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Extended Nosology and General Medical Conditions

Perspective - Journal of Contemporary Mediacal Education (2022)

Extended Nosology and General Medical Conditions

 
1Department of Chemistry, Indiana University-Purdue University, Indiana, USA
 
*Corresponding Author:

Stephen Coburn, Department of Chemistry, Indiana University-Purdue University, Indiana, USA, Email: [email protected]

Received: 01-Jun-2022, Manuscript No. JCMEDU-22-66780; Editor assigned: 03-Jun-2022, Pre QC No. JCMEDU-22-66780 (PQ); Reviewed: 17-Jun-2022, QC No. JCMEDU-22-66780; Revised: 24-Jun-2022, Manuscript No. JCMEDU-22-66780 (R); Published: 01-Jul-2022

Description

The discipline of medicine that deals with disease classification is known as nosology. To properly define a medical illness, one must first understand its source (and that there is only one), the consequences it has on the body, the symptoms it causes, and other factors. Because influenza is caused by a virus, it is categorised as an infectious disease, and it is classified as a respiratory infection because the virus infects and damages certain tissues in the respiratory tract. The more information available about the condition, the more nosological classifications are possible.

Nosography is a term used to describe a scenario in order to assign a diagnostic label to it. As a result, there is no need for a single cause for a nosographical entity. For example, inability to talk as a result of advanced dementia and inability to speak as a result of a stroke may be nosologically distinct yet nosographically identical. Several disease classifications have been presented in the past, and almost all of them provide a code to every supported ailment. Some of them utilise a classification tree to codify diseases, while others, like SNOMED, employ a multifactor categorization approach. Diseases can be categorised based on their cause, pathogenesis (the method by which they progress), or symptoms (s). Diseases can also be categorised according to the organ system in question, though this is sometimes difficult because many diseases impact many organs. One of the most difficult aspects of nosology is that diseases are frequently difficult to identify and classify, especially when the cause or pathophysiology are unclear. As a result, diagnostic terminologies frequently solely refer to a symptom or a collection of symptoms (syndrome).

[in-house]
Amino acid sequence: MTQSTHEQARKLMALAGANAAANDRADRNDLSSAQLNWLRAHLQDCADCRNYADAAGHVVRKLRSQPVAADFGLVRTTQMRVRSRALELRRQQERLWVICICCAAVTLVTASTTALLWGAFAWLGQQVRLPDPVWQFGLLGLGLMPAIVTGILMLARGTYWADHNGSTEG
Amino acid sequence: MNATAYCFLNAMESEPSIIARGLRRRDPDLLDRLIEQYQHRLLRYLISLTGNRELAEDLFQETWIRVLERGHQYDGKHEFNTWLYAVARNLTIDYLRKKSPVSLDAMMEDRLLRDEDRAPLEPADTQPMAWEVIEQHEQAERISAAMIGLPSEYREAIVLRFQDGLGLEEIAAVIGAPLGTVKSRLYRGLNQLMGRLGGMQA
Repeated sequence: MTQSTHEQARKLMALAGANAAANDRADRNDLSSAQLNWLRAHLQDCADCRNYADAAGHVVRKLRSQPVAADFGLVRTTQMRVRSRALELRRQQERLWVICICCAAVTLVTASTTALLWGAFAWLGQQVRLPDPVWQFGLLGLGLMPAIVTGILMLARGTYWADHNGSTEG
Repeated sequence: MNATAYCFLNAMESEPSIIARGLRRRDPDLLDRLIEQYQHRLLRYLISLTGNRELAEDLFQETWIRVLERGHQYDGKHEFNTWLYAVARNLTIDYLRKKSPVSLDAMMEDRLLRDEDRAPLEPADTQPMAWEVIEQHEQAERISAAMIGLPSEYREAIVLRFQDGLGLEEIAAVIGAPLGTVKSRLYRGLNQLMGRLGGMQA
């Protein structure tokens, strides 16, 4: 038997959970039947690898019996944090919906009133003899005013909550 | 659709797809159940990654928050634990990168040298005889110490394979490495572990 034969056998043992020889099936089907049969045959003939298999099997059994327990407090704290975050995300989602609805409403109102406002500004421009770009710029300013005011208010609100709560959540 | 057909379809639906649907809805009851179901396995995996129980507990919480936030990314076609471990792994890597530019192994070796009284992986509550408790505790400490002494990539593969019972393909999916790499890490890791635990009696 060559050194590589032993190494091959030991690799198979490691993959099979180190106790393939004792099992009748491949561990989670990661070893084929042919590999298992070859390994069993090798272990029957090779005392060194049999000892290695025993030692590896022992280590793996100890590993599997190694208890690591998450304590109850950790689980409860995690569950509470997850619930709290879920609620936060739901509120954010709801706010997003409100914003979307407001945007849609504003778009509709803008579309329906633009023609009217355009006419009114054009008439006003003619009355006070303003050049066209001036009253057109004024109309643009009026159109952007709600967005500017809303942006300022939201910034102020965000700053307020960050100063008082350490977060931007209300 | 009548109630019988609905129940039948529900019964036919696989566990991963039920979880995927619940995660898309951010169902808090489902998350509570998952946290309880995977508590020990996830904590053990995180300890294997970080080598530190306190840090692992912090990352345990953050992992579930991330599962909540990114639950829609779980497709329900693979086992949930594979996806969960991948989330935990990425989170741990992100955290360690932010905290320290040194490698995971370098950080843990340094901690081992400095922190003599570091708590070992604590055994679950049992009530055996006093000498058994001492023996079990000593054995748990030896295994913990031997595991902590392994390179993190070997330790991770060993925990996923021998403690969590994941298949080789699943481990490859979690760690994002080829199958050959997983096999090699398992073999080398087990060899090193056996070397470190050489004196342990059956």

Historically, diseases were classified as syndromes based on their symptoms. They are also defined by the damage they do when more information is revealed. When the cause is known, they are better characterised by it, while their traits remain significant. As a result, a clinical syndrome (pattern of signs and symptoms) can be understood as a nonspecific finding shared by a set of disease entities or endotypes, leading to a branching distinction. For example, concepts like murrain and grippe that were previously undifferentiable to humans and hence viewed as a single disease can now be conceptually unravelled as discrete diseases with comparable clinical manifestations. As a result, nosology is fluid, reclassifying as knowledge progresses. The concept of molecularly defined diseases, characterised by their molecular properties, was introduced with the advent of molecular biology, allowing for even more categorization. Clinical presentations that humans previously perceived as a single disease can be subclassified into a set of disease entities or endotypes, thanks to molecular medicine, which works in tandem with genetics and genomics as components of molecular biology. Nosology, in its broadest meaning, encompasses not only diseases but also any type of medical condition, such as traumas, lesions, or disorders. Medical conditions, like diseases, can be defined by cause, pathogenesis (the mechanism that causes the disease), or a collection of symptoms, medical indicators, and biomarkers, especially when the other two definitions are unavailable (idiopathic diseases). Medical conditions can be classified into disorders, diseases, syndromes, lesions, and injuries, each with its own set of definitions, as stated in Disease Terminology.

Copyright: © 2022 The Authors. This is an open access article under the terms of the Creative Commons Attribution NonCommercial ShareAlike 4.0 (https://creativecommons.org/licenses/by-nc-sa/4.0/). This is an open access article distributed under the terms of the Creative Commons Attribution License, which permits unrestricted use, distribution, and reproduction in any medium, provided the original work is properly cited.